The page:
Ask Ava

Ask Ava, Episode 167: "What if I still have to see the person who sexually assaulted me?"

June 22, 2023 Safe+Sound Somerset Season 1 Episode 167
Ask Ava
Ask Ava, Episode 167: "What if I still have to see the person who sexually assaulted me?"
Show Notes Transcript

Episode 167: "What if I still have to see the person who sexually assaulted me?"

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You’re listening to the Ask Ava Podcast, where we give real answers to real questions from teens and young adults about relationships, consent, dating violence, and more.

My name is Jessica Skultety. I’m an Outreach and Prevention Manager at Safe+Sound Somerset. We are Somerset County, New Jersey’s lead organization for domestic and sexual violence services and prevention, and we have free services for children, teens, and adults who witness or experience violence.

Today’s question is: Dear Ava, What if I still have to see the person who sexually assaulted me?

It is really tough when you have to see someone who’s hurt you. And sexual violence can be personal and hurtful for a long time. We know many people are assaulted by people they know, so you’re definitely not alone in having to see this person again.

Depending who they are, there’s a few things you can do. Whether you choose to report the incident to law enforcement, or tell people or not, you can try to work around seeing this person. Stay with family and friends that you trust – whether it’s at school or at home or at work, whatever that might be. 

If you are forced to be around them, try to be there with another supportive person like a trusted adult or friend. This trusted person doesn’t even have to know the whole story about what happened to you. They can just be there to support you emotionally, to have another person in the room, again, whether or not they know what happened.

We also recommend documenting, or writing down or keeping track of everything that you talk about, all the interactions with this person. Keep it in a safe place. Write down locations, details of what they said or what was done, whatever you can. This might be hard to do, but it can help in case you are going to bring a legal case against this person, and it can also help in your own healing. You might also be able to apply for protective orders, also known as restraining orders, or your legal guardian might be able to do that. So call us or your local sexual violence agency for more info.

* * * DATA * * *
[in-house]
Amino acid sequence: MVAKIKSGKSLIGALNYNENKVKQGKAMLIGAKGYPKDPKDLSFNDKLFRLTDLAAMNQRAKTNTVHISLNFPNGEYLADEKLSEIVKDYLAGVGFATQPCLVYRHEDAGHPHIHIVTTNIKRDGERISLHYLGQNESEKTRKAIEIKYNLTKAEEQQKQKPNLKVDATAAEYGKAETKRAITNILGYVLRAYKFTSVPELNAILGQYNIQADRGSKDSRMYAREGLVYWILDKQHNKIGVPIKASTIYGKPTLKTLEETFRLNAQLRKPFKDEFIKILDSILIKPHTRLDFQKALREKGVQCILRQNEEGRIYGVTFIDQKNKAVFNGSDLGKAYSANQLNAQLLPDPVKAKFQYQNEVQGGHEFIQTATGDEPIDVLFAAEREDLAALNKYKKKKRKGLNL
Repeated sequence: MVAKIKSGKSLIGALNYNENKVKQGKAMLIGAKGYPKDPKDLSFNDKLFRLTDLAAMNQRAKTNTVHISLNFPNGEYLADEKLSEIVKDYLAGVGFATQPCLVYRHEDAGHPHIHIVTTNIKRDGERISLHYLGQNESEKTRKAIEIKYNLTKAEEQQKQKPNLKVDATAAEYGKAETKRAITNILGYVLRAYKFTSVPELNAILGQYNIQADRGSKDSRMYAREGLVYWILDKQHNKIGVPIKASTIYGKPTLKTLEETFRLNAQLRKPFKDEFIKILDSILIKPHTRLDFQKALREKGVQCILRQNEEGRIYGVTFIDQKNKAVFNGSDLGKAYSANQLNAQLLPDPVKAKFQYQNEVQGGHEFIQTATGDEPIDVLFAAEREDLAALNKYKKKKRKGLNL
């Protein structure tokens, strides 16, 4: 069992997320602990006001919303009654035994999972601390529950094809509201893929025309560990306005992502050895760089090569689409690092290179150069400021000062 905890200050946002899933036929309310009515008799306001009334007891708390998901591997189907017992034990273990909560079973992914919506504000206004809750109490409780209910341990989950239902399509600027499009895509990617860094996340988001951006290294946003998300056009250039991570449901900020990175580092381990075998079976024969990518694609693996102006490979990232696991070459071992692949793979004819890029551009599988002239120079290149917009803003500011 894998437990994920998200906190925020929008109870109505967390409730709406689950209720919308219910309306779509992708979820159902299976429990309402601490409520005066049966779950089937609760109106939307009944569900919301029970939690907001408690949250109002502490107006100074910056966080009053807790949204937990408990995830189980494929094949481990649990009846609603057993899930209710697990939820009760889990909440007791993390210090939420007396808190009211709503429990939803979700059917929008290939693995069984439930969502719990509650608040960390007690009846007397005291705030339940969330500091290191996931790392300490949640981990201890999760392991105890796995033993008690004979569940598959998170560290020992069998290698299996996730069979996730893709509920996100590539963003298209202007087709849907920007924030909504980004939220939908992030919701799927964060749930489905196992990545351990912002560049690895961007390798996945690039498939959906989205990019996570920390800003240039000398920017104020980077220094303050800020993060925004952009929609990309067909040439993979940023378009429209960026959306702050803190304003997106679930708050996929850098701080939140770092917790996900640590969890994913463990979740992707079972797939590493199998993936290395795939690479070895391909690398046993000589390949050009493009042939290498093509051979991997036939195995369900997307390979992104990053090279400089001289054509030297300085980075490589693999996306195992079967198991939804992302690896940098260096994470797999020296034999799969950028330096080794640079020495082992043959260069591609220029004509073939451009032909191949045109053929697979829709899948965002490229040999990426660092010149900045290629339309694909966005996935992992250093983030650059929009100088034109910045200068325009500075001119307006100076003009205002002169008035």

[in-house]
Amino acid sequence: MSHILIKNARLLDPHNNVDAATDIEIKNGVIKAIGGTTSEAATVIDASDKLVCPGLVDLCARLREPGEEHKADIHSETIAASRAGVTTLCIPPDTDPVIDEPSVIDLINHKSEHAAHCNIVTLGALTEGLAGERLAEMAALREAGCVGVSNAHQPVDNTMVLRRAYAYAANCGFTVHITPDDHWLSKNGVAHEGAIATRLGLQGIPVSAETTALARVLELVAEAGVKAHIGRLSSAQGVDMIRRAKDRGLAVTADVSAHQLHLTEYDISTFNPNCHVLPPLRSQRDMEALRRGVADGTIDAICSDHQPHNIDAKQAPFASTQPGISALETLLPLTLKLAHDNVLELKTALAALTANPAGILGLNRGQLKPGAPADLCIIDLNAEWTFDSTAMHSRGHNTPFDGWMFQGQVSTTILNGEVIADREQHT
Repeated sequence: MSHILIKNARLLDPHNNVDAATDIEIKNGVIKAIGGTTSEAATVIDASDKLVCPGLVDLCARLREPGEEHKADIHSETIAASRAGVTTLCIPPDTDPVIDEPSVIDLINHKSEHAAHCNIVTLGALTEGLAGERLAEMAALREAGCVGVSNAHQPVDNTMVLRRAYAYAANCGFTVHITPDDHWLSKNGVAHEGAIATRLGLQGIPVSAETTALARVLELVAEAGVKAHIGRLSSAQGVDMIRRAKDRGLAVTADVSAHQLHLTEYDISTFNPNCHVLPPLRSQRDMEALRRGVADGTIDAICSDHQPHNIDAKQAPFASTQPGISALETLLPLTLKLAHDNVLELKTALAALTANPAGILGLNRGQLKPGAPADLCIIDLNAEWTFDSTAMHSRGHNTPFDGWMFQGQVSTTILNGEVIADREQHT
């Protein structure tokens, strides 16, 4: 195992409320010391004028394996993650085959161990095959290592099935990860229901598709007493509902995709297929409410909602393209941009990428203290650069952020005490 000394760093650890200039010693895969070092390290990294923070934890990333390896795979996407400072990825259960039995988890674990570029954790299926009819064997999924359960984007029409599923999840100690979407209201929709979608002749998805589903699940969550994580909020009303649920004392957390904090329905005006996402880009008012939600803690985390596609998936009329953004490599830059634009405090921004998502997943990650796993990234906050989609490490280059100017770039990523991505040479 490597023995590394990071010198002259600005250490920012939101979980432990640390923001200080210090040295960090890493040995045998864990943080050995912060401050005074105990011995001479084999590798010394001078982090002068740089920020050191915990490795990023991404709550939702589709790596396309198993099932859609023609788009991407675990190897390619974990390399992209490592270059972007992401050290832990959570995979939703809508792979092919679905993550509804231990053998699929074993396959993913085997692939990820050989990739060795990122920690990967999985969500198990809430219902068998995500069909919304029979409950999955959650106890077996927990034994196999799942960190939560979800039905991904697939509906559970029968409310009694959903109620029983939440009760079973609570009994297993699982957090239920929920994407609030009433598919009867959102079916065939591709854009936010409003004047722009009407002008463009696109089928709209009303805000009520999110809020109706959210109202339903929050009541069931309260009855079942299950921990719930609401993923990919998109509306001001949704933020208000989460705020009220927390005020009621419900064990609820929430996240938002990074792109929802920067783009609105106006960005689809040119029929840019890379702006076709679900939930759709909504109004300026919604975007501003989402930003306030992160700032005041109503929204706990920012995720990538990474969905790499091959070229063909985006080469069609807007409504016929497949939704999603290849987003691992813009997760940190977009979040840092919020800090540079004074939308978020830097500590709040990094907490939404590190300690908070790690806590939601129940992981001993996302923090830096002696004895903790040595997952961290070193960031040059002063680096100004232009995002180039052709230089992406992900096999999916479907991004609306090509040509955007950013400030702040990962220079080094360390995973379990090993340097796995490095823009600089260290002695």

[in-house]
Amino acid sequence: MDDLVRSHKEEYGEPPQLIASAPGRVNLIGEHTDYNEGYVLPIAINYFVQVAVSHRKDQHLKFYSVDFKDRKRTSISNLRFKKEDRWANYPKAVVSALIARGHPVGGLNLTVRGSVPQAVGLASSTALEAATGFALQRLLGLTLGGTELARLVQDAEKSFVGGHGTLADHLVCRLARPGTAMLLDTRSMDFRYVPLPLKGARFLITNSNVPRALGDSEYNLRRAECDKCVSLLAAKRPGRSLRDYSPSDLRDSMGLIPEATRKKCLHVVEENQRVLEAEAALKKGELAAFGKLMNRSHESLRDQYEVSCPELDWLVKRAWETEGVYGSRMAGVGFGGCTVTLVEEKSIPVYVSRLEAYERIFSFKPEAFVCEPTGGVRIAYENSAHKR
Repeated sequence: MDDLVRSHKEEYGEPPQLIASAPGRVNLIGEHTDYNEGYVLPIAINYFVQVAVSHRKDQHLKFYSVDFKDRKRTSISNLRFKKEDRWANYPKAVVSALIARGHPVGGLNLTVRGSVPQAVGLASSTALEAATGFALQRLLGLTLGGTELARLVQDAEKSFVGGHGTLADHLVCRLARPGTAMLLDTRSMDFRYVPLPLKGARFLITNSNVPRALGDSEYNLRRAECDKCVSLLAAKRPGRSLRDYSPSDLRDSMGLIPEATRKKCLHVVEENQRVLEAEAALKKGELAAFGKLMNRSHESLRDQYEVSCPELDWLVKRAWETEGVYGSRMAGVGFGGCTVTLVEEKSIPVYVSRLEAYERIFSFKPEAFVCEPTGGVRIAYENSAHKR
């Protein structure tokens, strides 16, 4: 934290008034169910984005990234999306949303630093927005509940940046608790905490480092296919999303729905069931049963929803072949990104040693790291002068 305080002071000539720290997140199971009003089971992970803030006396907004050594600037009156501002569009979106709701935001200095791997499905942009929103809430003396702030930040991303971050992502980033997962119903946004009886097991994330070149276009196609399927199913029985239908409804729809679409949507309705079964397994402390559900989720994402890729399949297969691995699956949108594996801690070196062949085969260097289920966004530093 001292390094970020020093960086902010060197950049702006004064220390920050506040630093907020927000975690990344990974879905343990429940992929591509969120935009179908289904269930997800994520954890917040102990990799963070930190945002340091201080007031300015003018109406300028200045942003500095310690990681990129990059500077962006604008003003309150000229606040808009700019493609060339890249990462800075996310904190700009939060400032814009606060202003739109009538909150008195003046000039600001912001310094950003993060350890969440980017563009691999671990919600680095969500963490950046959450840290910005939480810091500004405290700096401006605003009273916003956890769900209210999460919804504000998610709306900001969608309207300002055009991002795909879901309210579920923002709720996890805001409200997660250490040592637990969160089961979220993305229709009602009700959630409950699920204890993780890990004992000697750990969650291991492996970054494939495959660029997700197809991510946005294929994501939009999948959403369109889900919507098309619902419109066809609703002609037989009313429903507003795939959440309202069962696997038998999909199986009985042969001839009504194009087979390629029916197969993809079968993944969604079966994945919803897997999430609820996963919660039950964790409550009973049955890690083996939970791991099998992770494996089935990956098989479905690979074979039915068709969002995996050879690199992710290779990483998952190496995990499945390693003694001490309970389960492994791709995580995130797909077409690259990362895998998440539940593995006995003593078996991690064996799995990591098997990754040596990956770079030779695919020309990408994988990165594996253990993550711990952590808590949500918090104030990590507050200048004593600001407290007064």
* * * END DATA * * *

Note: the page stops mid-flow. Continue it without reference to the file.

If you have to be alone with this person and you don’t have any other options, have a plan for leaving the situation if you need to get out, or you need emotional support, during or after. For example, you can have a phone number or trusted person to call ready to go. You might have a plan for transportation, you might have cash or money in a cash app. If you have a restraining order, you’d have that on you.

This is what we call safety planning, which means figuring out what feels safe for you and having that written down or prepared in advance. You can actually find teen safety planning and safety planning after sexual assault on our website, or call or text us for direct support from our trained helpers.

Remember, you’re not alone, and there are people out there who want to support you.

To speak with an expert about relationship or sexual violence, call or text the Safe+Sound Somerset 24/7 confidential helpline at 866-685-1122 for supportive listening, information, and safety planning. In the United States, you can also call the National Domestic Violence Hotline at 800-799-7233, or the National Sexual Assault Hotline at 800-656-4673.  

Want to “Ask Ava” a question? Submit it at www.safe-sound.org/ask-ava. Thank you for listening today. Join us next time here on Ask Ava.